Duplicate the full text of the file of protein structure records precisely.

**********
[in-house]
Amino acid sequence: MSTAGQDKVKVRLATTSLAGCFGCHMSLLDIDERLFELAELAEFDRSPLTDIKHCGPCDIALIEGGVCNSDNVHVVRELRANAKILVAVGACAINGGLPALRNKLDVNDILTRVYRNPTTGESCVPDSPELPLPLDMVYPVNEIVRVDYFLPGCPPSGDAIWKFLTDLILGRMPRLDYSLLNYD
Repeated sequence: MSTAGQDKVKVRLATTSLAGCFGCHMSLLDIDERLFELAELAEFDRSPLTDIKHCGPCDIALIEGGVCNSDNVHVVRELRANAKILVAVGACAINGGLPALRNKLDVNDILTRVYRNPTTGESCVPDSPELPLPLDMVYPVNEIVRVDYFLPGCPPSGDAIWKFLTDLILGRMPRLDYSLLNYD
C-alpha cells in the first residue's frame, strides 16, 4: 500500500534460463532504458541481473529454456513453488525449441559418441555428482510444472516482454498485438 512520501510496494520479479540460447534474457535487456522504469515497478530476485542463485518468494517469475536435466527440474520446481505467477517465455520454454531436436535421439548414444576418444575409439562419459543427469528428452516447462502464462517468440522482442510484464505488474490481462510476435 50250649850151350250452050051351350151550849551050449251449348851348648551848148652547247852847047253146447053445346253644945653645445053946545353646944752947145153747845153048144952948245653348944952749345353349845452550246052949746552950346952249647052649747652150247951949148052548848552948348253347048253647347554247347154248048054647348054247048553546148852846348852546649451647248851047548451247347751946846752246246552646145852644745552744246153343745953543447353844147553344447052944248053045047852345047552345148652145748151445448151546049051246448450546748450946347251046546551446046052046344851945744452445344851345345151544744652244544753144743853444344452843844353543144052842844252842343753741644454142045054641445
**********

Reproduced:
[in-house]
Amino acid sequence: MSTAGQDKVKVRLATTSLAGCFGCHMSLLDIDERLFELAELAEFDRSPLTDIKHCGPCDIALIEGGVCNSDNVHVVRELRANAKILVAVGACAINGGLPALRNKLDVNDILTRVYRNPTTGESCVPDSPELPLPLDMVYPVNEIVRVDYFLPGCPPSGDAIWKFLTDLILGRMPRLDYSLLNYD
Repeated sequence: MSTAGQDKVKVRLATTSLAGCFGCHMSLLDIDERLFELAELAEFDRSPLTDIKHCGPCDIALIEGGVCNSDNVHVVRELRANAKILVAVGACAINGGLPALRNKLDVNDILTRVYRNPTTGESCVPDSPELPLPLDMVYPVNEIVRVDYFLPGCPPSGDAIWKFLTDLILGRMPRLDYSLLNYD
C-alpha cells in the first residue's frame, strides 16, 4: 500500500534460463532504458541481473529454456513453488525449441559418441555428482510444472516482454498485438 512520501510496494520479479540460447534474457535487456522504469515497478530476485542463485518468494517469475536435466527440474520446481505467477517465455520454454531436436535421439548414444576418444575409439562419459543427469528428452516447462502464462517468440522482442510484464505488474490481462510476435 50250649850151350250452050051351350151550849551050449251449348851348648551848148652547247852847047253146447053445346253644945653645445053946545353646944752947145153747845153048144952948245653348944952749345353349845452550246052949746552950346952249647052649747652150247951949148052548848552948348253347048253647347554247347154248048054647348054247048553546148852846348852546649451647248851047548451247347751946846752246246552646145852644745552744246153343745953543447353844147553344447052944248053045047852345047552345148652145748151445448151546049051246448450546748450946347251046546551446046052046344851945744452445344851345345151544744652244544753144743853444344452843844353543144052842844252842343753741644454142045054641445